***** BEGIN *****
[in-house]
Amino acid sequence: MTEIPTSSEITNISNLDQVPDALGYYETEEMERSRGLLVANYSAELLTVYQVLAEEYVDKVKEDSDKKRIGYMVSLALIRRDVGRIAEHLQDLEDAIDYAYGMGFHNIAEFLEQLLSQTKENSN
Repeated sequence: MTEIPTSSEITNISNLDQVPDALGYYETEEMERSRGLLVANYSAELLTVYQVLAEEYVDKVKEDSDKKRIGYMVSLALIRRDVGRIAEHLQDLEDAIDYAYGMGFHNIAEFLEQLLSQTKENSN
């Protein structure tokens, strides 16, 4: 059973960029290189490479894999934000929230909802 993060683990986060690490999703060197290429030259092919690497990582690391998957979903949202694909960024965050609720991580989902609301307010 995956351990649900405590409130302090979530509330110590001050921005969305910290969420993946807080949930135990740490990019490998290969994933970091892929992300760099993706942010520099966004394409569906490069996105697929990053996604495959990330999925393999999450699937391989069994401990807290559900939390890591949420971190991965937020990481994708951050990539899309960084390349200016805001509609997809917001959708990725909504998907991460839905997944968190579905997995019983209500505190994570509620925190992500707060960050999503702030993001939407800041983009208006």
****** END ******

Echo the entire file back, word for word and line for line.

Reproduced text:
[in-house]
Amino acid sequence: MTEIPTSSEITNISNLDQVPDALGYYETEEMERSRGLLVANYSAELLTVYQVLAEEYVDKVKEDSDKKRIGYMVSLALIRRDVGRIAEHLQDLEDAIDYAYGMGFHNIAEFLEQLLSQTKENSN
Repeated sequence: MTEIPTSSEITNISNLDQVPDALGYYETEEMERSRGLLVANYSAELLTVYQVLAEEYVDKVKEDSDKKRIGYMVSLALIRRDVGRIAEHLQDLEDAIDYAYGMGFHNIAEFLEQLLSQTKENSN
């Protein structure tokens, strides 16, 4: 059973960029290189490479894999934000929230909802 993060683990986060690490999703060197290429030259092919690497990582690391998957979903949202694909960024965050609720991580989902609301307010 995956351990649900405590409130302090979530509330110590001050921005969305910290969420993946807080949930135990740490990019490998290969994933970091892929992300760099993706942010520099966004394409569906490069996105697929990053996604495959990330999925393999999450699937391989069994401990807290559900939390890591949420971190991965937020990481994708951050990539899309960084390349200016805001509609997809917001959708990725909504998907991460839905997944968190579905997995019983209500505190994570509620925190992500707060960050999503702030993001939407800041983009208006």